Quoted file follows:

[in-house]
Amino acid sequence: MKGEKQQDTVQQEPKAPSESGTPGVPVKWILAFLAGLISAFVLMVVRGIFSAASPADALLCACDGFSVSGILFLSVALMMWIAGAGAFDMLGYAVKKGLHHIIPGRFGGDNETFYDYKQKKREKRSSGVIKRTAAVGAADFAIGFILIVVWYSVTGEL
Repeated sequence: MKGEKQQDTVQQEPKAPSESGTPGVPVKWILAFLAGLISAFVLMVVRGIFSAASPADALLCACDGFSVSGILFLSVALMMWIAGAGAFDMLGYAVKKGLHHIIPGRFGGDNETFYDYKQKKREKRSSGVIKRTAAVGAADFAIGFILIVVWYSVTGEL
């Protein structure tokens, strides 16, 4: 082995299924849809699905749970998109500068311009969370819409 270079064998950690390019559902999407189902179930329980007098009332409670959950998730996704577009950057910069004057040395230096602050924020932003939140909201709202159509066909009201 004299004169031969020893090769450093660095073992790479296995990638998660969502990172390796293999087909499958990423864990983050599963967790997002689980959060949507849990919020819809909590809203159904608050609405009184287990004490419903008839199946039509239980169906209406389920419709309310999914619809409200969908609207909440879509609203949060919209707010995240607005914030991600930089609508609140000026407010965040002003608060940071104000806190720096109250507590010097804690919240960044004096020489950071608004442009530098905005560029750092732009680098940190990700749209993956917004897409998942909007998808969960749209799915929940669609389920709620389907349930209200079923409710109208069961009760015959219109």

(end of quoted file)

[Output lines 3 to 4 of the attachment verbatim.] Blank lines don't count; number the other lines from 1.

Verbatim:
Repeated sequence: MKGEKQQDTVQQEPKAPSESGTPGVPVKWILAFLAGLISAFVLMVVRGIFSAASPADALLCACDGFSVSGILFLSVALMMWIAGAGAFDMLGYAVKKGLHHIIPGRFGGDNETFYDYKQKKREKRSSGVIKRTAAVGAADFAIGFILIVVWYSVTGEL
């Protein structure tokens, strides 16, 4: 082995299924849809699905749970998109500068311009969370819409 270079064998950690390019559902999407189902179930329980007098009332409670959950998730996704577009950057910069004057040395230096602050924020932003939140909201709202159509066909009201 004299004169031969020893090769450093660095073992790479296995990638998660969502990172390796293999087909499958990423864990983050599963967790997002689980959060949507849990919020819809909590809203159904608050609405009184287990004490419903008839199946039509239980169906209406389920419709309310999914619809409200969908609207909440879509609203949060919209707010995240607005914030991600930089609508609140000026407010965040002003608060940071104000806190720096109250507590010097804690919240960044004096020489950071608004442009530098905005560029750092732009680098940190990700749209993956917004897409998942909007998808969960749209799915929940669609389920709620389907349930209200079923409710109208069961009760015959219109």